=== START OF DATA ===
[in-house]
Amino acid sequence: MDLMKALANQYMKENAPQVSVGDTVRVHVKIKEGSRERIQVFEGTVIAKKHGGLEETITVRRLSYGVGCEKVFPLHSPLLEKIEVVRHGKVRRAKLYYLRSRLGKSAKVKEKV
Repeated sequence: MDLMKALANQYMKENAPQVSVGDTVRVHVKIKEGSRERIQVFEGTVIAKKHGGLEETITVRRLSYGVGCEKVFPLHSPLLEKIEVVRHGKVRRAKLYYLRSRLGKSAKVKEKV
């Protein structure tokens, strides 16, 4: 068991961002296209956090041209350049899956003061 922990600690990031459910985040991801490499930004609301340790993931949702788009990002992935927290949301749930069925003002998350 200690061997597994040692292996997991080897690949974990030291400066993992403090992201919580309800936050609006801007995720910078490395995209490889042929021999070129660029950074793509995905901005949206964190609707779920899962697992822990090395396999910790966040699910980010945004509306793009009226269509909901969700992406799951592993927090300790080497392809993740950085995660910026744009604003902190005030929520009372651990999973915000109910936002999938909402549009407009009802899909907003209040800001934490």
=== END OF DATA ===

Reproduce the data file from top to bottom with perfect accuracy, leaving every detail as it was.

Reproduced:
[in-house]
Amino acid sequence: MDLMKALANQYMKENAPQVSVGDTVRVHVKIKEGSRERIQVFEGTVIAKKHGGLEETITVRRLSYGVGCEKVFPLHSPLLEKIEVVRHGKVRRAKLYYLRSRLGKSAKVKEKV
Repeated sequence: MDLMKALANQYMKENAPQVSVGDTVRVHVKIKEGSRERIQVFEGTVIAKKHGGLEETITVRRLSYGVGCEKVFPLHSPLLEKIEVVRHGKVRRAKLYYLRSRLGKSAKVKEKV
């Protein structure tokens, strides 16, 4: 068991961002296209956090041209350049899956003061 922990600690990031459910985040991801490499930004609301340790993931949702788009990002992935927290949301749930069925003002998350 200690061997597994040692292996997991080897690949974990030291400066993992403090992201919580309800936050609006801007995720910078490395995209490889042929021999070129660029950074793509995905901005949206964190609707779920899962697992822990090395396999910790966040699910980010945004509306793009009226269509909901969700992406799951592993927090300790080497392809993740950085995660910026744009604003902190005030929520009372651990999973915000109910936002999938909402549009407009009802899909907003209040800001934490």